Citation: 2021 CHRT
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Canadian Human Rights Commission
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Table of Contents
 Graham Chisholm (Complainant) alleges that the Respondent, Halifax Employers Association (HEA), discriminated against him on the basis of disability and age during its longshore worker hiring process in 2016. Specifically, he says that being disqualified from the hiring process because he did not pass the mandatory aptitude test was discriminatory, as he did not have the opportunity to request an accommodation before doing the test.
 The Complainant says that, at the time he completed the aptitude test in January of 2016, he had one or more disabilities resulting from a motor vehicle accident that occurred in October of 2015. He says the accident caused him to have a back injury and poor manual dexterity. He also says that he was slower to do things, both as a result of the accident, and because of his age. He was 49 years old when he did the aptitude testing.
 The Respondent’s position is that the Complainant did not have a disability that required accommodation at the time of the aptitude testing portion of the hiring process. HEA also says the Complainant did not provide any evidence that his age resulted in him doing things more slowly than before, or that people over 40 were screened out of the hiring process at a higher rate than those under 40, as he alleges.
 During case management, the parties advised the Tribunal that they had agreed to proceed with the inquiry in two parts. They proposed that the Tribunal first hear and decide a threshold issue, something referred to in human rights case law as prima facie discrimination. This legal test requires the Complainant to prove three things: i) that, at the time of the aptitude testing, he possessed one or more characteristics protected under the Canadian Human Rights Act (the Act or CHRA, RSC 1985, c H-6); ii) that he received some sort of adverse treatment in relation to employment; and iii) that the adverse treatment was related to a protected characteristic.
 The parties proposed that, if after hearing the evidence of both parties with respect to prima facie discrimination, the Tribunal concludes that the Complainant was discriminated against, a second hearing would be held to consider the Respondent’s defence under subsection 15(2) of the Act, including whether the aptitude test is a bona fide occupational requirement (BFOR). A second hearing would also address remedies, if necessary.
 The Canadian Human Rights Commission (Commission) advised that, if there is a second hearing, it will likely participate as a party, even though it declined to do so in this first hearing.
 The parties agree that, if the Complainant is unsuccessful in proving prima facie discrimination, the Tribunal must dismiss the complaint. The Tribunal agreed to the parties’ proposal, given the unique circumstances of this case.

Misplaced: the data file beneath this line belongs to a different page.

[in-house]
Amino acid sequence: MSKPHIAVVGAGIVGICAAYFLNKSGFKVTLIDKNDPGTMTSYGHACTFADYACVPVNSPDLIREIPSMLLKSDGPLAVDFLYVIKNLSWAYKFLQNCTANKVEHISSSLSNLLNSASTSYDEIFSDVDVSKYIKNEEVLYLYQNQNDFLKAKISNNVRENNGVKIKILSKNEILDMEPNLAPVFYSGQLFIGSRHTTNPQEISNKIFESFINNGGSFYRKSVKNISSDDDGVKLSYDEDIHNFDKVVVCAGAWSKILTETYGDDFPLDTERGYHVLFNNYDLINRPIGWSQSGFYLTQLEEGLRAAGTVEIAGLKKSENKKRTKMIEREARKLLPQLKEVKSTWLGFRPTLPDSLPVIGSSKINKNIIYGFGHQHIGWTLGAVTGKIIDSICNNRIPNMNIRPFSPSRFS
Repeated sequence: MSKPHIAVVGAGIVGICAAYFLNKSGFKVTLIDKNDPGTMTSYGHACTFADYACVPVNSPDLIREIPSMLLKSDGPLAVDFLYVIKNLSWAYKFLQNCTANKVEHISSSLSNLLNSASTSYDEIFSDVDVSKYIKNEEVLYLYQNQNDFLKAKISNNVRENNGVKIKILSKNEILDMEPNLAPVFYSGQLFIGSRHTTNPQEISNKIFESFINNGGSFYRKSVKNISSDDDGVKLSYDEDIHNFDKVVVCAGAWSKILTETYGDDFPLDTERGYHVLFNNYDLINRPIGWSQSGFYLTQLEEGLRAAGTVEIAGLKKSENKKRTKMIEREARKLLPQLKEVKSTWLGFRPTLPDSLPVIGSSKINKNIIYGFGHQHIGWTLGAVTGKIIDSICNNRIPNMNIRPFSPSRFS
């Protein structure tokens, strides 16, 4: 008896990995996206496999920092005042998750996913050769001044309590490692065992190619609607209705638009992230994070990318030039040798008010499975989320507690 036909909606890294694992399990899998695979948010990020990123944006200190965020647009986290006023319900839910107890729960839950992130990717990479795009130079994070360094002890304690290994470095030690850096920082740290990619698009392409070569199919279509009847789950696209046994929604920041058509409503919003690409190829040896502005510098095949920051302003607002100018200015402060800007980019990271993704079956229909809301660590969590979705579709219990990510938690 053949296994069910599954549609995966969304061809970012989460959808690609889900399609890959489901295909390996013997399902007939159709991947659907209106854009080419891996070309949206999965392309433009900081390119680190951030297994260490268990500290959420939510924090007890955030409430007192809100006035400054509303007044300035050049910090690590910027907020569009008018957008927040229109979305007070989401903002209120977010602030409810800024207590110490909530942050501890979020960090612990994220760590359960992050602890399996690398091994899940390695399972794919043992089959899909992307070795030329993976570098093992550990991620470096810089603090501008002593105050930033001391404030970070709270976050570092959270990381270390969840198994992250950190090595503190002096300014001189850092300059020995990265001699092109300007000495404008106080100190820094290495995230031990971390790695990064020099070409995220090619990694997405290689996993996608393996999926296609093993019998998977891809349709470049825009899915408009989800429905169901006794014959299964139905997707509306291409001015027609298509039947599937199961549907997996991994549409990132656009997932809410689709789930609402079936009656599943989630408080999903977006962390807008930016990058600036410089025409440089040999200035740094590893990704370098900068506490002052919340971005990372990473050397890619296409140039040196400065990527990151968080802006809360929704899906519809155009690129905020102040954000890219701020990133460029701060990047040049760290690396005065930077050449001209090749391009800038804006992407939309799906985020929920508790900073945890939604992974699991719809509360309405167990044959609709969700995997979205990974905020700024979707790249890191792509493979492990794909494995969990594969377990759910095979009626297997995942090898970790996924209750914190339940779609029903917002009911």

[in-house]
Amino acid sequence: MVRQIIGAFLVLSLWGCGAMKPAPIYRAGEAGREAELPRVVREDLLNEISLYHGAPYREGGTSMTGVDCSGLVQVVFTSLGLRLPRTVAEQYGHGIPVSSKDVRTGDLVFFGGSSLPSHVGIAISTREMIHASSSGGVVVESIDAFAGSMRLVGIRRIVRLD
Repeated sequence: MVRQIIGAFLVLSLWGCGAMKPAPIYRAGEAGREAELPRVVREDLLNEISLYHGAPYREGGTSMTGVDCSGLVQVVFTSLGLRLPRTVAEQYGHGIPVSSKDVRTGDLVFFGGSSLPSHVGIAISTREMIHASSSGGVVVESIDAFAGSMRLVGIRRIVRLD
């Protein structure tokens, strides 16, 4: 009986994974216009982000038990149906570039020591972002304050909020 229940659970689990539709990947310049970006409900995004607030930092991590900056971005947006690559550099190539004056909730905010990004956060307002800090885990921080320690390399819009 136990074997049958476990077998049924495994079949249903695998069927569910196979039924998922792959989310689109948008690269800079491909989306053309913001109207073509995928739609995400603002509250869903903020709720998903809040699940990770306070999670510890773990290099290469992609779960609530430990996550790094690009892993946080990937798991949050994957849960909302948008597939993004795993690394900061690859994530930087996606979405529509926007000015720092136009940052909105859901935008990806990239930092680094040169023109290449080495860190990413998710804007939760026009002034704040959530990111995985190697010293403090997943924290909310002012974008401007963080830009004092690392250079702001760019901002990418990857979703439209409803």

Did the Complainant experience prima facie discrimination on the basis of disability or age when he was removed from the Respondent’s hiring process?
 I find that the Complainant has not met the initial threshold of proving prima facie discrimination. As such, I dismiss the complaint.
 Mr. Chisholm testified on his own behalf, while the HEA called its President and CEO, Richard Moore.
 The parties agreed to admit a joint book of documents as evidence, which consisted of four volumes. Mr. Chisholm introduced nearly 100 medical records spanning a period from 2014-2019. He did not call any medical professionals to testify about these records or about his medical conditions. While complainants are not required to call witnesses with medical expertise in cases where they allege discrimination on the basis of disability, they must also be aware that the Tribunal’s expertise lies in applying the CHRA, not in interpreting medical documents.
 The Respondent decided to call Dr. Matthew Burnstein as an expert witness to assist the Tribunal to review and understand Mr. Chisholm’s medical records. Dr. Burnstein is a physician with many years of experience in the field of occupational medicine.
 Mr. Chisholm was opposed to Dr. Burnstein being qualified as an expert witness to assist the Tribunal to understand whether he had a medical disability at the time of the hiring process, because he had not examined Mr. Chisholm personally. Dr. Burnstein testified that he has worked in several roles throughout his career which have required him to review medical files and interpret the reports of doctors, occupational therapists and physiotherapists in order to provide assessments of impairments that could then be used to identify disabilities and appropriate accommodations. The Tribunal appreciated that there was value in hearing from Dr. Burnstein in order to better understand the medical records. He was able to offer insight into what types of examinations a medical professional would be required to undertake when presented with certain information from a patient. This is specialized knowledge that I as a Tribunal Member do not possess.
 Mr. Chisholm also suggested that Dr. Burnstein was biased because he had worked for HEA as a medical consultant in the past. With respect to this allegation, I note that Dr. Burnstein last worked in this role with the HEA in 2009. The existence of a past employment relationship alone is not enough to establish bias.
 I agreed to qualify Dr. Burnstein as an expert witness to assist the Tribunal to determine whether, based on the medical records provided, Mr. Chisholm had a medical disability in January of 2016. In doing so, I explained to Mr. Chisholm that it was still the Tribunal’s responsibility to make the ultimate determination as to whether, at the relevant time, he had a disability as contemplated by the CHRA. This is a legal determination that only the Tribunal can make, after considering the evidence, the submissions, and the law.